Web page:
Study abroad allows you to grow academically and professionally while gaining a global perspective. Talk with your advisor about opportunities available through the School of Education and Human Development. Also set up a time to meet with personnel in the International Studies Office (208 Minor Hall). There are many details you need to consider when selecting when and where you want to study. Two options are described below, but the possibilities are endless!
Earning Undergraduate Credit for Study Abroad:
You must have completed at least one full-time semester at the University of Virginia, possess a cumulative grade point average of 2.5 or higher, and be in good academic and disciplinary standing prior to applying to study abroad. You are also expected to meet with your advisor to plan a program of study. Before opening an application you must complete the online Education Abroad Workshop, and after doing so you may also meet with an Education Abroad Advisor in the International Studies Office.
Coursework must be approved prior to enrolling in an institution outside of the U.S. Note that credit granted for courses taken abroad cannot exceed credits awarded for comparable University courses.* If enrolling abroad during a fall or spring semester, you are expected to complete at least 12 credits of coursework.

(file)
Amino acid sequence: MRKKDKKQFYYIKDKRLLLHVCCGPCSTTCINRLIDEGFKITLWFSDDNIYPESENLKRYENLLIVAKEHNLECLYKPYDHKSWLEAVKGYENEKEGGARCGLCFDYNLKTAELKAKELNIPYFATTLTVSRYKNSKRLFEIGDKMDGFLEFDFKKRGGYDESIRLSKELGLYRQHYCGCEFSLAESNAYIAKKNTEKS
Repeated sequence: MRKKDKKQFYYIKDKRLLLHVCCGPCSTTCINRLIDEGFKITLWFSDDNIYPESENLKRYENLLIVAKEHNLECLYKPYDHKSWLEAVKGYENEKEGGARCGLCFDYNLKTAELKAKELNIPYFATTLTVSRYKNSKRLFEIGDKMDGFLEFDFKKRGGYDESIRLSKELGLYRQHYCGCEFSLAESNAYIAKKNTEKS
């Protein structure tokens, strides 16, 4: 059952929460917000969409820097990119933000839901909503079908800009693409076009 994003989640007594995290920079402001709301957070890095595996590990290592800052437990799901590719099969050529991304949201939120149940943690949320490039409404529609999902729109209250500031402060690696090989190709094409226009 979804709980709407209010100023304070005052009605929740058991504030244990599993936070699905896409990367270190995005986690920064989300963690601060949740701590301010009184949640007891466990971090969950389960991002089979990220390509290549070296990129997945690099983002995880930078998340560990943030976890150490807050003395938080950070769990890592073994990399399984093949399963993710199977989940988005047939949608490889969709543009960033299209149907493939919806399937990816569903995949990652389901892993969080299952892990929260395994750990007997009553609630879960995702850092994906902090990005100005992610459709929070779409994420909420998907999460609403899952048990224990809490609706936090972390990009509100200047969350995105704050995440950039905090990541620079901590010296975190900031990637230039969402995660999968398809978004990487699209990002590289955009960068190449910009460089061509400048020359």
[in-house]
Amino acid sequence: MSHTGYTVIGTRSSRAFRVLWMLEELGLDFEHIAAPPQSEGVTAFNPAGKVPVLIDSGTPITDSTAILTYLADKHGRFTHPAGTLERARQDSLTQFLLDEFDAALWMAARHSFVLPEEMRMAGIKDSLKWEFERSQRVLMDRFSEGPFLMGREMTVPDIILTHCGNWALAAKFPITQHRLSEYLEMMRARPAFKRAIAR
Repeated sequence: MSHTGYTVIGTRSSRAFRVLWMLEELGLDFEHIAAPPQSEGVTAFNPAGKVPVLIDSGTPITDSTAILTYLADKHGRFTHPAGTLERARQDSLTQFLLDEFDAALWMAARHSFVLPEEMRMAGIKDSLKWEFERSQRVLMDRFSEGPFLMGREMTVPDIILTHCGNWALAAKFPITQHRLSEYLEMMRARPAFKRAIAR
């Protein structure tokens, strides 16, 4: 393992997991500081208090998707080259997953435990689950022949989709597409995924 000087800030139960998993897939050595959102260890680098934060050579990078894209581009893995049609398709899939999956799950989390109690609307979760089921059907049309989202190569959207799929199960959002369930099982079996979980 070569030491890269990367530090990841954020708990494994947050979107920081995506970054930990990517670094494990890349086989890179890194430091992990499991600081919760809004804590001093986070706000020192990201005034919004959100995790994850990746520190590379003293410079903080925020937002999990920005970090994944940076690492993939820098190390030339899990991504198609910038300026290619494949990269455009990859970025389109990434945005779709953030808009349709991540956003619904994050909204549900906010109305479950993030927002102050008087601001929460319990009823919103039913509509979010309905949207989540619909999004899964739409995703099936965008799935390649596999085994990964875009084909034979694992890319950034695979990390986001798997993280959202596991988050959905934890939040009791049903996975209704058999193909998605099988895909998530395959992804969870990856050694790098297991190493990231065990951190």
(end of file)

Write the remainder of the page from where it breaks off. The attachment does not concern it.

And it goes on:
To ensure you receive credit toward your degree:
- Submit a completed Study Abroad Transfer Credit Form to Chris Swenson,102 Ridley Hall; and
- Send official transcripts immediately after completing transfer coursework to Chris Swenson, P.O. Box 400261, Charlottesville, VA 22904.
Requests for transfer credit from international students returning to their home countries to study in the summer will be treated like those from U.S. students who will be studying at U.S. institutions for transfer credit.
*UVA applies the general guidelines for awarding credit recommended by the National Council on the Evaluation of Foreign Student Credentials and the national Association for Foreign Student Affairs. Students receive credit for courses taken at recognized foreign tertiary-level educational institutions. Those that are chartered and authorized by their respective national governments (generally through ministries of education) are considered 'recognized.'
Communication Disorders in Belgium & the Netherlands
The University of Virginia's School of Education and Human Development Program in Ghent, Belgium and Nijmegen, the Netherlands is a six-week study abroad program organized through UVa’s International Studies Office that allows students to engage in an international research project. To be eligible,, students need to have taken EDHS 3050:Speech and Hearing Sciences at UVa.